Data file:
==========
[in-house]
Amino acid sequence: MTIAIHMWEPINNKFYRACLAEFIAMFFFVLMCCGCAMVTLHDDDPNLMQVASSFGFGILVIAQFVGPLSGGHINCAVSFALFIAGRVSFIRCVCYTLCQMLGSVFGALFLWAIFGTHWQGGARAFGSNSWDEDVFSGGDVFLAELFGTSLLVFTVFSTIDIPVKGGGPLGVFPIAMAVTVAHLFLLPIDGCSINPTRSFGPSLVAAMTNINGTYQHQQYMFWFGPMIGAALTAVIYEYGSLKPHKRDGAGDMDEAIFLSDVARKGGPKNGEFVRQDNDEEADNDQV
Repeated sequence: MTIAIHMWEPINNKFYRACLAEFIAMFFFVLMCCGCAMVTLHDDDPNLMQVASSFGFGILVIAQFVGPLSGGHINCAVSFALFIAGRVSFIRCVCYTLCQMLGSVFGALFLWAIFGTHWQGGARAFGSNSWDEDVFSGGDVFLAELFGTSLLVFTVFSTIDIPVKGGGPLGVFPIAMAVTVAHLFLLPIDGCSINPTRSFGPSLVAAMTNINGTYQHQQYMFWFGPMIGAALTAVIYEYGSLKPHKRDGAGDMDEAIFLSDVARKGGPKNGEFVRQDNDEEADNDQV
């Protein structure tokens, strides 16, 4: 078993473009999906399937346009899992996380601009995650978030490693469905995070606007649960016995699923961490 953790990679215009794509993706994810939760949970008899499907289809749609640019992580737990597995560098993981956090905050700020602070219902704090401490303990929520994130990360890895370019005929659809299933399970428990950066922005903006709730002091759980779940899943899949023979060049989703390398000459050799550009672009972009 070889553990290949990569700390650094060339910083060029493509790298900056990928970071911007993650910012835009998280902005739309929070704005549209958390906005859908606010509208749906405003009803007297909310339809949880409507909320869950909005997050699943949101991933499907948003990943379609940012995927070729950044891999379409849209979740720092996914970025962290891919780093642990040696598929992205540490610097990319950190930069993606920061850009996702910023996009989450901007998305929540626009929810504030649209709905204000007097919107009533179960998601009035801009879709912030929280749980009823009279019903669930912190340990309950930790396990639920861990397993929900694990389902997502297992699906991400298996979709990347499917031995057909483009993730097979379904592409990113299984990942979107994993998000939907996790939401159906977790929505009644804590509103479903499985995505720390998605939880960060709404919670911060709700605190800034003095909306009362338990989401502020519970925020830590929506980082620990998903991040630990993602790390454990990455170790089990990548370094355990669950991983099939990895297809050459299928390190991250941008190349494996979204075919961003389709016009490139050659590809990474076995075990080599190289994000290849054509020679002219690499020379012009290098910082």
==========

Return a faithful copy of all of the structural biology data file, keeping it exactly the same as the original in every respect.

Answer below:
[in-house]
Amino acid sequence: MTIAIHMWEPINNKFYRACLAEFIAMFFFVLMCCGCAMVTLHDDDPNLMQVASSFGFGILVIAQFVGPLSGGHINCAVSFALFIAGRVSFIRCVCYTLCQMLGSVFGALFLWAIFGTHWQGGARAFGSNSWDEDVFSGGDVFLAELFGTSLLVFTVFSTIDIPVKGGGPLGVFPIAMAVTVAHLFLLPIDGCSINPTRSFGPSLVAAMTNINGTYQHQQYMFWFGPMIGAALTAVIYEYGSLKPHKRDGAGDMDEAIFLSDVARKGGPKNGEFVRQDNDEEADNDQV
Repeated sequence: MTIAIHMWEPINNKFYRACLAEFIAMFFFVLMCCGCAMVTLHDDDPNLMQVASSFGFGILVIAQFVGPLSGGHINCAVSFALFIAGRVSFIRCVCYTLCQMLGSVFGALFLWAIFGTHWQGGARAFGSNSWDEDVFSGGDVFLAELFGTSLLVFTVFSTIDIPVKGGGPLGVFPIAMAVTVAHLFLLPIDGCSINPTRSFGPSLVAAMTNINGTYQHQQYMFWFGPMIGAALTAVIYEYGSLKPHKRDGAGDMDEAIFLSDVARKGGPKNGEFVRQDNDEEADNDQV
């Protein structure tokens, strides 16, 4: 078993473009999906399937346009899992996380601009995650978030490693469905995070606007649960016995699923961490 953790990679215009794509993706994810939760949970008899499907289809749609640019992580737990597995560098993981956090905050700020602070219902704090401490303990929520994130990360890895370019005929659809299933399970428990950066922005903006709730002091759980779940899943899949023979060049989703390398000459050799550009672009972009 070889553990290949990569700390650094060339910083060029493509790298900056990928970071911007993650910012835009998280902005739309929070704005549209958390906005859908606010509208749906405003009803007297909310339809949880409507909320869950909005997050699943949101991933499907948003990943379609940012995927070729950044891999379409849209979740720092996914970025962290891919780093642990040696598929992205540490610097990319950190930069993606920061850009996702910023996009989450901007998305929540626009929810504030649209709905204000007097919107009533179960998601009035801009879709912030929280749980009823009279019903669930912190340990309950930790396990639920861990397993929900694990389902997502297992699906991400298996979709990347499917031995057909483009993730097979379904592409990113299984990942979107994993998000939907996790939401159906977790929505009644804590509103479903499985995505720390998605939880960060709404919670911060709700605190800034003095909306009362338990989401502020519970925020830590929506980082620990998903991040630990993602790390454990990455170790089990990548370094355990669950991983099939990895297809050459299928390190991250941008190349494996979204075919961003389709016009490139050659590809990474076995075990080599190289994000290849054509020679002219690499020379012009290098910082």